Scott Steel at Pollytics blog does lots of good work crunching the pollsters’ numbers, and there is another interesting post today on the relationship between PM and Opposition Leader satisfaction and support for their respective parties. It’s worth reading in full, but the key findings include:
* the PM’s satisfaction rating has a much stronger relationship to the PM’s vote than does the Leader of the Oppositions satisfaction rating to their primary vote;
* PM satisfaction historically explains just over 50% of the variation of the Opposition’s primary vote – as the PM gains higher levels of satisfaction, the Oppositions primary vote starts dropping;
* the satisfaction rating of the Opposition [leader] has a pretty weak relationship to the government primary vote, explaining only 8% of the variation in the last 23 years worth of data.
On polling history,
Turnbull – like nearly all Opposition Leaders before him – is effectively a slave to the Prime Ministers own personal standing with the electorate.
This analysis seems right to me. But I am not at all sure that his conclusion about Turnbull’s leadership is the right one:
To be in with a chance of winning the election, Turnbull needs to bring Rudd’s net satisfaction level down into the negatives, about minus 10 – which, as it so happens, is about where Turnbull’s current net satisfaction rating sits.
But while doing that, he also needs to improve his own satisfaction level while reducing his dissatisfaction level. Can he achieve that through the constant negative harping that’s become a hallmark of his leadership so far?
All it’s achieved so far is to drive his own approvals into the ground without affecting Rudd’s approvals at all – it’s time for Turnbull to try something different. If he doesn’t, he will likely go down in history as the man that took the conservatives to their largest ever defeat.
Unlike Scott, I think there is strategy in this ‘constant negative harping’. Oppositions cannot do more than a modest amount to shift the political cycle, which at the current time very strongly favours Rudd. But they can position themselves to take advantage of that shift when it happens, by identifying its likely major causes and persistently criticising the government’s stance so that it is very clear who is to blame when things do go wrong. Plausible alternative policies reinforce the contrast with the government and establish Oppositions as credible alternatives.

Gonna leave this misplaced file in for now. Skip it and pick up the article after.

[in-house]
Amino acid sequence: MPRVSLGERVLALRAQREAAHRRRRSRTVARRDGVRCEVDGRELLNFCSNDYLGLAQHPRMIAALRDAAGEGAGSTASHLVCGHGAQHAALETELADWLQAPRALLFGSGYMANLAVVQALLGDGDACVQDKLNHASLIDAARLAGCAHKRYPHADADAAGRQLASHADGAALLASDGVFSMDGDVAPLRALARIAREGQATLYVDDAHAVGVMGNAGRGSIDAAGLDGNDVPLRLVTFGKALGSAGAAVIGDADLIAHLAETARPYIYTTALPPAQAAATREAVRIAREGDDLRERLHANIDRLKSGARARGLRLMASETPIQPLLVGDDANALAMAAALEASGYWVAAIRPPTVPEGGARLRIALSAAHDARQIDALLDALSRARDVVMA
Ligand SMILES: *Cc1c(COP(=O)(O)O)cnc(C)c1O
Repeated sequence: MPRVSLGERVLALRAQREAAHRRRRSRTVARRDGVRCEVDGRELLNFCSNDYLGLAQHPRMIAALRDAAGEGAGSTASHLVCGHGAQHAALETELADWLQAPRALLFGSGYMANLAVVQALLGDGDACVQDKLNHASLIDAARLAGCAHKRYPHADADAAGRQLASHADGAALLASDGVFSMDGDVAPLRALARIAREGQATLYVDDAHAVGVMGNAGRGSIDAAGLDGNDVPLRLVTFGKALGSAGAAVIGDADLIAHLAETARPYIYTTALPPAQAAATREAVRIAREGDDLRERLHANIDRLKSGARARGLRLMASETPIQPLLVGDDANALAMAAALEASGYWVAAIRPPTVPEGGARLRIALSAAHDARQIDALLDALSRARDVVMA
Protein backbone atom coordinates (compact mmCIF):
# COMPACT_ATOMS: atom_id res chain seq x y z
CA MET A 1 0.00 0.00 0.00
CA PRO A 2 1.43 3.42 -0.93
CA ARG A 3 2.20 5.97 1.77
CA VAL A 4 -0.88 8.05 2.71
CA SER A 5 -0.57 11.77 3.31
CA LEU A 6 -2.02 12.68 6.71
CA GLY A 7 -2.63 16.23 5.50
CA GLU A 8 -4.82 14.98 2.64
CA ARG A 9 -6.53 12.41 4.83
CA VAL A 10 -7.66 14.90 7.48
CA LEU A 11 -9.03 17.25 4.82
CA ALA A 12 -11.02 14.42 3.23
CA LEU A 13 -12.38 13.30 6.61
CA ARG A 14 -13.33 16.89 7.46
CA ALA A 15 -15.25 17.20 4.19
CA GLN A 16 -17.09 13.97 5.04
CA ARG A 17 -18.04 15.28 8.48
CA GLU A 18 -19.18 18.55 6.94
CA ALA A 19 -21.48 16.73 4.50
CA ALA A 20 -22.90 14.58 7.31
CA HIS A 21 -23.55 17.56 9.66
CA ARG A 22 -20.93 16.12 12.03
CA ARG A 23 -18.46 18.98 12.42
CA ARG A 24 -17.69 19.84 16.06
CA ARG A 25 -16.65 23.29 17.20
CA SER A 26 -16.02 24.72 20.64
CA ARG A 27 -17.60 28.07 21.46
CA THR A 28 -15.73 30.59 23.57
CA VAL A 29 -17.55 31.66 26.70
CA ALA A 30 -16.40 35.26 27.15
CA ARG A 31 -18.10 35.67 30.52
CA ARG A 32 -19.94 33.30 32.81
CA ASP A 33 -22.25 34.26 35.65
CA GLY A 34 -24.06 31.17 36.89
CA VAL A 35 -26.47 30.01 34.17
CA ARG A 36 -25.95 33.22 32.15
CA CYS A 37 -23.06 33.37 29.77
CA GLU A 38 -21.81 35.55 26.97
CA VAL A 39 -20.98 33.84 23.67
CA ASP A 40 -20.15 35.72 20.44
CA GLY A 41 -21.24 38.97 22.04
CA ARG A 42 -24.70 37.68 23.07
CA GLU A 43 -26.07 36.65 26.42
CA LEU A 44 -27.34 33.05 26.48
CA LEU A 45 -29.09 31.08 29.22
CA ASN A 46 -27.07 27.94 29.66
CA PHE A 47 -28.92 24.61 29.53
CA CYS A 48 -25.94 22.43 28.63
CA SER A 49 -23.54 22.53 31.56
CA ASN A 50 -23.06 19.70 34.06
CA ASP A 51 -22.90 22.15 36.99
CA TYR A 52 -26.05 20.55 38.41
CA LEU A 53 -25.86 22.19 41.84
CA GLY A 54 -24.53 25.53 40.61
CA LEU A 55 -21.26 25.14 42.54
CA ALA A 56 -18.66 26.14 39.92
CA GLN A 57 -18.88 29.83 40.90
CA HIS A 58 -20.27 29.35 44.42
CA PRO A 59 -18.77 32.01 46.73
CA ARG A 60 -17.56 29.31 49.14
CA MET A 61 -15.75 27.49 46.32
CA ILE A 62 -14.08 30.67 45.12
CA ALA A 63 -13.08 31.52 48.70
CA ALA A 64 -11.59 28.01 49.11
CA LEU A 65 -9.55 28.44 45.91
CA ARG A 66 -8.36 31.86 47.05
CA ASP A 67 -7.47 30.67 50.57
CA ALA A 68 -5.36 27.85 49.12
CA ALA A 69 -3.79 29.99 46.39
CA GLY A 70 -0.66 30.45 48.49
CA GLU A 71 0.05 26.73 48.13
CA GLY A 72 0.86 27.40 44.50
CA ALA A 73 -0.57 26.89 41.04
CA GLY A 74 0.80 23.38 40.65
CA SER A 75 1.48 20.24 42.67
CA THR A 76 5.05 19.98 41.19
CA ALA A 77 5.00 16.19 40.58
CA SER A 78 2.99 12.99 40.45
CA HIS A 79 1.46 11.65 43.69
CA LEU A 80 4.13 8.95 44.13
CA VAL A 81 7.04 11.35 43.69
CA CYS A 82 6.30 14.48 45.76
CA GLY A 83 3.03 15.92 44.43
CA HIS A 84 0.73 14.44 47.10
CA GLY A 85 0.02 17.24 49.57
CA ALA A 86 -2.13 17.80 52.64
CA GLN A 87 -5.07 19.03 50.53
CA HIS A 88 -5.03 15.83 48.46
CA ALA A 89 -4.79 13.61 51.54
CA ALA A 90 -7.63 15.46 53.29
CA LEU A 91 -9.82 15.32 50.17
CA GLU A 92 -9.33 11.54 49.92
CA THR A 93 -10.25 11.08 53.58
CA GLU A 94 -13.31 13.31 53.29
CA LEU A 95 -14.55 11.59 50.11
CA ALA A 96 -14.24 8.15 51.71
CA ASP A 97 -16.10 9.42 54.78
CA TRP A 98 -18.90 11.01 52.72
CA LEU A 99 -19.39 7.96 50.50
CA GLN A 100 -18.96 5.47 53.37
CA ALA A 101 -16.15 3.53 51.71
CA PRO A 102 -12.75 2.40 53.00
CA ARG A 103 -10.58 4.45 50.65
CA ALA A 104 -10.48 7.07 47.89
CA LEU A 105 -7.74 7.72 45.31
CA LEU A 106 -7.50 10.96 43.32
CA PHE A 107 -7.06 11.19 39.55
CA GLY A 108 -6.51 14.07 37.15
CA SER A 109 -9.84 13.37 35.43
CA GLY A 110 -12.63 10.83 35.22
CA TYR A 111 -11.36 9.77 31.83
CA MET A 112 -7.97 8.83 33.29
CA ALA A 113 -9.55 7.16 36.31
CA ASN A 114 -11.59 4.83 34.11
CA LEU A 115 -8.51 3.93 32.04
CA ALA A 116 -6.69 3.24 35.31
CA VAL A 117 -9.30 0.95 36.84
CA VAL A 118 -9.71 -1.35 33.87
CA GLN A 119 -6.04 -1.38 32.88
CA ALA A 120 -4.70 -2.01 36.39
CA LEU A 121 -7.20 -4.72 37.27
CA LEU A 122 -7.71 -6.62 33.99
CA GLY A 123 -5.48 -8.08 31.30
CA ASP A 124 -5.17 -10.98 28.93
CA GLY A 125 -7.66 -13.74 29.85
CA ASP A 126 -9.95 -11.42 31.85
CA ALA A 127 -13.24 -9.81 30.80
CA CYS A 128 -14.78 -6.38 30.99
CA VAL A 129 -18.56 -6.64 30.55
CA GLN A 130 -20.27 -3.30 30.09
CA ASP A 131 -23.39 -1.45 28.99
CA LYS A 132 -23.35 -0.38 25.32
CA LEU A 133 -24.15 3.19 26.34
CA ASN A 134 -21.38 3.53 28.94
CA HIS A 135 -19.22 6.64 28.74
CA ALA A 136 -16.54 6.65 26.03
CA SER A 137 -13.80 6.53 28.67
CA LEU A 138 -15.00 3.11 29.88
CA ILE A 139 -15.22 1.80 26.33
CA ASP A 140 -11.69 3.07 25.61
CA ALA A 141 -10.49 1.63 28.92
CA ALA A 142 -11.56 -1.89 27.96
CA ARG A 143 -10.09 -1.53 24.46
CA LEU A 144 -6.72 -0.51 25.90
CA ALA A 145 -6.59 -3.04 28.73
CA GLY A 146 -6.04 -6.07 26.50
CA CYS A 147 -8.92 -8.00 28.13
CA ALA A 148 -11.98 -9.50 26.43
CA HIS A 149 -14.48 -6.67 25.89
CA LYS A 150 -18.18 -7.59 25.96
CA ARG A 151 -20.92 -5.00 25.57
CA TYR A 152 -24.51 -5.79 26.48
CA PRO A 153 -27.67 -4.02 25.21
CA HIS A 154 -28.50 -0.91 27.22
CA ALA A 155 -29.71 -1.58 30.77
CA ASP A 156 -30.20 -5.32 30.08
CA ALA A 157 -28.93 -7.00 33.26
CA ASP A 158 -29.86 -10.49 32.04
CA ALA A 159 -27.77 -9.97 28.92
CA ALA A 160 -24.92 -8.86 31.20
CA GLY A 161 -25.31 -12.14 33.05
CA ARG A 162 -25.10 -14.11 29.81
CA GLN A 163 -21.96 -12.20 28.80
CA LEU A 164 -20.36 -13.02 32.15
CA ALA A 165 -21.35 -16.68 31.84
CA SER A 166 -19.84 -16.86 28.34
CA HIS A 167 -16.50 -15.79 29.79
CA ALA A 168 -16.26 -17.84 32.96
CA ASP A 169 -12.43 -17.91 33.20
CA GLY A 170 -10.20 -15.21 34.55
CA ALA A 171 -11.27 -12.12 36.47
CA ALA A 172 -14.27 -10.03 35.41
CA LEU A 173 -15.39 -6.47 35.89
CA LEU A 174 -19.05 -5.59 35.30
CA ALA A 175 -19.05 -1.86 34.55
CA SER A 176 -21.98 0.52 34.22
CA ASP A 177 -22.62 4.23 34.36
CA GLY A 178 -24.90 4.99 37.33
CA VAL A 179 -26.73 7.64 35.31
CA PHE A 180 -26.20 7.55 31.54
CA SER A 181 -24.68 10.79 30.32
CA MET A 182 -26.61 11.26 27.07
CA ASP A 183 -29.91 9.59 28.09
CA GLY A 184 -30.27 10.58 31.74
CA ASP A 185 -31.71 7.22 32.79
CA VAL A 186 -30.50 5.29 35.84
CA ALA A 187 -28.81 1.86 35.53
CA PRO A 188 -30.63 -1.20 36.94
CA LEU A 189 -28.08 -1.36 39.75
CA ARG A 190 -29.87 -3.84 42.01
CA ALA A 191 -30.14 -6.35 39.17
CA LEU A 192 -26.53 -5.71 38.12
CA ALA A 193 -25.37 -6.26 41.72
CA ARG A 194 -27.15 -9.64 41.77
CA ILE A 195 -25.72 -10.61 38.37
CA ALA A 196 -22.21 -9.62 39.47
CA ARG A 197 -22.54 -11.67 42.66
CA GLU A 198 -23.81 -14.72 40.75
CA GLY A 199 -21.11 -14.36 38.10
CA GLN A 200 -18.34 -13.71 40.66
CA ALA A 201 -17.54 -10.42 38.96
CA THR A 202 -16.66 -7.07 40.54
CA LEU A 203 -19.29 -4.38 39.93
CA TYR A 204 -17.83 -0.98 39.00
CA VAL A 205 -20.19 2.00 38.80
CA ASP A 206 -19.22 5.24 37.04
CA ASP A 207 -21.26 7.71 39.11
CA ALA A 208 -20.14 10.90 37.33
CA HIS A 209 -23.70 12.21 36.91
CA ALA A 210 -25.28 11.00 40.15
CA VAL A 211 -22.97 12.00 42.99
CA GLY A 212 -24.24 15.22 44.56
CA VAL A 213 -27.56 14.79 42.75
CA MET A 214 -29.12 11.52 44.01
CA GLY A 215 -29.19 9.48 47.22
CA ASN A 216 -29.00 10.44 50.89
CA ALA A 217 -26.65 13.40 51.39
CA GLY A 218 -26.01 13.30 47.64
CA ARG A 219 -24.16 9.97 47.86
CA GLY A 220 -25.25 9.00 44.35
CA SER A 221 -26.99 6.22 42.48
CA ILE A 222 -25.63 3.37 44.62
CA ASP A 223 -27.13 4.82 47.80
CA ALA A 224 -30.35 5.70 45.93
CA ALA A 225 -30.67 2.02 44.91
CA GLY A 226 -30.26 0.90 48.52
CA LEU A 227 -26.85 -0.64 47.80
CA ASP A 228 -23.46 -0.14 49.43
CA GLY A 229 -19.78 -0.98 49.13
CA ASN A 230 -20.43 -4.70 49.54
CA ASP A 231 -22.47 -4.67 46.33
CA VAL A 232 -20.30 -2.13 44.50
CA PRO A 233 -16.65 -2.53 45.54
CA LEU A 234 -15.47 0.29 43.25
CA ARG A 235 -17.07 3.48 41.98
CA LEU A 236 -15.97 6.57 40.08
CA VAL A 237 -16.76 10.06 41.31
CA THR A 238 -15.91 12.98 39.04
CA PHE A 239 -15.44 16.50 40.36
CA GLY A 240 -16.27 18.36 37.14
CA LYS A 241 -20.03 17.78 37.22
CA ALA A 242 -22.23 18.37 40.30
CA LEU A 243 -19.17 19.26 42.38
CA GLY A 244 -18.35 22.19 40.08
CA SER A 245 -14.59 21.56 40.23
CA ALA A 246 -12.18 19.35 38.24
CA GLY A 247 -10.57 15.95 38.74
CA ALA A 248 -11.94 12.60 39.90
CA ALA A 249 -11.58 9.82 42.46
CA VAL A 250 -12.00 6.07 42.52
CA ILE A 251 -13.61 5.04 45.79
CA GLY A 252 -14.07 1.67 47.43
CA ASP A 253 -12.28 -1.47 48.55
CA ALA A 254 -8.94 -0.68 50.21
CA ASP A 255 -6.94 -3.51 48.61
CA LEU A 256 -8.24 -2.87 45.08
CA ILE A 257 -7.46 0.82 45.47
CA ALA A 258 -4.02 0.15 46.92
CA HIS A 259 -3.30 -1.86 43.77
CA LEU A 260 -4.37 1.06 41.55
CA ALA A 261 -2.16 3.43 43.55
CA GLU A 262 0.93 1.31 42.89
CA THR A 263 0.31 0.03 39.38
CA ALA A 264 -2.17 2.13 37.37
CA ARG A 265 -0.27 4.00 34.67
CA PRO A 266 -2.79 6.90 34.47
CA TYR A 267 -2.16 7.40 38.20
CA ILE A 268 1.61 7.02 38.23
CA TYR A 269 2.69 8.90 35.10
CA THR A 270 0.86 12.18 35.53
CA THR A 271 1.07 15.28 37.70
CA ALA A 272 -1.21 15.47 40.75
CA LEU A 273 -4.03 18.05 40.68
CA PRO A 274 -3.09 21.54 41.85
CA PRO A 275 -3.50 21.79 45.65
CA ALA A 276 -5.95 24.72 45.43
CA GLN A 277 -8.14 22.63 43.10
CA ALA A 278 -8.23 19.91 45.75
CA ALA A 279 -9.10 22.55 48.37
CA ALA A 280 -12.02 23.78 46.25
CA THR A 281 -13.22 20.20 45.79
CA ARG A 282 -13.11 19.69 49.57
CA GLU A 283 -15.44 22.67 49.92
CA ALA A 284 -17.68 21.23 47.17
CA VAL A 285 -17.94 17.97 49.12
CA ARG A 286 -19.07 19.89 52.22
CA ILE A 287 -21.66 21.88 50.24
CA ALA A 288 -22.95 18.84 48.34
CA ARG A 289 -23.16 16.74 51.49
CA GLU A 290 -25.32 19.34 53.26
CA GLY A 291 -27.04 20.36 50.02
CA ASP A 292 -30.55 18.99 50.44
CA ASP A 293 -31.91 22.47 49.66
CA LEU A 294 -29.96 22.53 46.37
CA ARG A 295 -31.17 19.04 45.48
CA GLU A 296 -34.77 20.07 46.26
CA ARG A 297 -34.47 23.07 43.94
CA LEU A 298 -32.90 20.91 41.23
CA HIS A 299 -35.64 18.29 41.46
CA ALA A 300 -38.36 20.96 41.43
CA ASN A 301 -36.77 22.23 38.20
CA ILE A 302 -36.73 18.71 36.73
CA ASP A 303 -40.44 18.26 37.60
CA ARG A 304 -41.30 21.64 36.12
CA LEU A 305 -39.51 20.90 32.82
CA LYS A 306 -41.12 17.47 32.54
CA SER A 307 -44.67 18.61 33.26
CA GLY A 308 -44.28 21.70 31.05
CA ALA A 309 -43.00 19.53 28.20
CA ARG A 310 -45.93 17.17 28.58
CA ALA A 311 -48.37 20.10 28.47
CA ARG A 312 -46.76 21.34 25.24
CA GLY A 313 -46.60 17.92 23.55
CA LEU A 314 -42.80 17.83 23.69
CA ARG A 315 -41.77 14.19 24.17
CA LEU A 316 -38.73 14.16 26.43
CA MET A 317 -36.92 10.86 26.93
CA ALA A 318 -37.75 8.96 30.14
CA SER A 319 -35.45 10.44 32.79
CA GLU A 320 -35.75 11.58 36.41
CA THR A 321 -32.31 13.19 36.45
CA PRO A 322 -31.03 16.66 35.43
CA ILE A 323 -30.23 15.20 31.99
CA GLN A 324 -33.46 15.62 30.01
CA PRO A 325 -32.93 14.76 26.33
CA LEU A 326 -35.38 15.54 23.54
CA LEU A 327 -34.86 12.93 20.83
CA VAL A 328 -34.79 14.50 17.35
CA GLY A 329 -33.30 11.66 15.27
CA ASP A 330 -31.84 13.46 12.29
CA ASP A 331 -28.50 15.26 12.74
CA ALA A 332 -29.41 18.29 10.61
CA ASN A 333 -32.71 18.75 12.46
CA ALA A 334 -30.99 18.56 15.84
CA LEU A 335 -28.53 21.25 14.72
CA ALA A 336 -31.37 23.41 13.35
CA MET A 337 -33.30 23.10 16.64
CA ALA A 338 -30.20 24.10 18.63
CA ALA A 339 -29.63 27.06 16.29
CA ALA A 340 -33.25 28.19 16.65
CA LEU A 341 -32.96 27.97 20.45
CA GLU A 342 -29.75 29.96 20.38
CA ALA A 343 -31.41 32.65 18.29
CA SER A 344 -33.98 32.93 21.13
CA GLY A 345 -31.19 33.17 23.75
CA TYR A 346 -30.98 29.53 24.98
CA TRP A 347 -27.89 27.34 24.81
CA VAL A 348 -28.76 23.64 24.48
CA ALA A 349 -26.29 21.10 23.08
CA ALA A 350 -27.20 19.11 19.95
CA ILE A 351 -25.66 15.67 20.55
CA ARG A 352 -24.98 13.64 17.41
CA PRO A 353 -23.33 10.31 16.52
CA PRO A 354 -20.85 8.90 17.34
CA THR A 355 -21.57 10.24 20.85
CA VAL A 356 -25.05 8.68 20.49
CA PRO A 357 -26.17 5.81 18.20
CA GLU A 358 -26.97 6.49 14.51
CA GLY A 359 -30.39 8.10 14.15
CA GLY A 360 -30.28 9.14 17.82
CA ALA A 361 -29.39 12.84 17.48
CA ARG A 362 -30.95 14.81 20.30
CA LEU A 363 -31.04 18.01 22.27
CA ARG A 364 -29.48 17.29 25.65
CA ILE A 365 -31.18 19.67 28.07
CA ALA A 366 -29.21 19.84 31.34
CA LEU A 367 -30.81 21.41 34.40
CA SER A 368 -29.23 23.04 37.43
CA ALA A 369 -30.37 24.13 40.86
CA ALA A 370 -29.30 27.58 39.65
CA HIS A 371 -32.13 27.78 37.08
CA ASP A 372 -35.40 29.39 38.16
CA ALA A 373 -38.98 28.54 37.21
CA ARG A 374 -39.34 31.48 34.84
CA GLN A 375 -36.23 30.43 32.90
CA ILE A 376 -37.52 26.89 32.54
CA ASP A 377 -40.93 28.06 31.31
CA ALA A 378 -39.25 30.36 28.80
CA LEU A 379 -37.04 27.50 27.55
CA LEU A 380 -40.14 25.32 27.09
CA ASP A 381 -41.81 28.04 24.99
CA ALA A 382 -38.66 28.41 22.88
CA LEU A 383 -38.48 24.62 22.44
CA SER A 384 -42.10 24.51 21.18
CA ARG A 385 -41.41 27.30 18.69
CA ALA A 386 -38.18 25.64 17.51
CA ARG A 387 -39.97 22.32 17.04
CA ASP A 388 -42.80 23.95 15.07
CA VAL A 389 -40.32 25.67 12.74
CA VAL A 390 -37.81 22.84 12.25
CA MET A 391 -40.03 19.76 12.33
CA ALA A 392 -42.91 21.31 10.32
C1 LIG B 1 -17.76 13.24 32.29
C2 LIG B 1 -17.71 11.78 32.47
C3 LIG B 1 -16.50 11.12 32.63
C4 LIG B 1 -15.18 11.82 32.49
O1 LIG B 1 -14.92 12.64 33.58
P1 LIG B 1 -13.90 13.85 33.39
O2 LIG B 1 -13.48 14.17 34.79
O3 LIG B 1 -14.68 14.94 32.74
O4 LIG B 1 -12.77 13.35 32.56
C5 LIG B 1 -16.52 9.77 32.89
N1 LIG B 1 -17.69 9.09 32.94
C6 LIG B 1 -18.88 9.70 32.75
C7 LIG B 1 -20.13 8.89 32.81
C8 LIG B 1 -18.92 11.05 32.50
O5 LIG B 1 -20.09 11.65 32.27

I’m not suggesting that the Turnbull Opposition has such an alternative strategy fully in place. But I think there is an assessment in the Opposition that despite Rudd’s current popularity the government is in fact engaging in high-risk policymaking, and that this is the most obvious opening for the Opposition over the medium term. Labor could be seen as recession saviours, but there are several areas (only in year 2) that could turn very sour over the next 5 years:
* massive deficits that will financially cripple the Rudd government for the rest of its term and damage the economy
* an ETS that will exacerbate an already dire employment situation
* a national broadband system that will be an over-priced white elephant
* a workplace relations system that will drive up unemployment and increase union misbehaviour
* an ‘education revolution’ that will consume billions of dollars for little return
I’m not saying all these things will happen, but they are the risks embedded in current policy.
Simply agreeing with what the government is doing will get the Opposition minimal current credit with the electorate in the short term at the price of a clear long-term message about the Liberal alternative. There is a difference between what Liberal state oppositions have done, which is just ‘constant negative harping’ without a real theme or sense of an alternative, and a strategy which goes against the current mood to establish a message that could resonate at a later time.